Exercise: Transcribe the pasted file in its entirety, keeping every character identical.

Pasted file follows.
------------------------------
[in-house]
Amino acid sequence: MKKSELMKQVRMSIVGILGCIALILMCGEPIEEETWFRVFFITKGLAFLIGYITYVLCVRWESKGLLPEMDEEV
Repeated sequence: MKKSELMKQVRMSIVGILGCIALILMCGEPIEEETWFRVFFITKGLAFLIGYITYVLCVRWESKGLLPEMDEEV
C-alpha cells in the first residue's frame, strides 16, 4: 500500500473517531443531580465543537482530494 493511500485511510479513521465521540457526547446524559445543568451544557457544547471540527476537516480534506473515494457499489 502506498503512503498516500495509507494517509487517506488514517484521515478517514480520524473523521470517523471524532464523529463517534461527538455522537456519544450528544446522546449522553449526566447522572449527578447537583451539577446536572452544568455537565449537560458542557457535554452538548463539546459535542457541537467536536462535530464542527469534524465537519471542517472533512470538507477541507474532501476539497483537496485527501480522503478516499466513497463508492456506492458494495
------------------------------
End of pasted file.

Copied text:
[in-house]
Amino acid sequence: MKKSELMKQVRMSIVGILGCIALILMCGEPIEEETWFRVFFITKGLAFLIGYITYVLCVRWESKGLLPEMDEEV
Repeated sequence: MKKSELMKQVRMSIVGILGCIALILMCGEPIEEETWFRVFFITKGLAFLIGYITYVLCVRWESKGLLPEMDEEV
C-alpha cells in the first residue's frame, strides 16, 4: 500500500473517531443531580465543537482530494 493511500485511510479513521465521540457526547446524559445543568451544557457544547471540527476537516480534506473515494457499489 502506498503512503498516500495509507494517509487517506488514517484521515478517514480520524473523521470517523471524532464523529463517534461527538455522537456519544450528544446522546449522553449526566447522572449527578447537583451539577446536572452544568455537565449537560458542557457535554452538548463539546459535542457541537467536536462535530464542527469534524465537519471542517472533512470538507477541507474532501476539497483537496485527501480522503478516499466513497463508492456506492458494495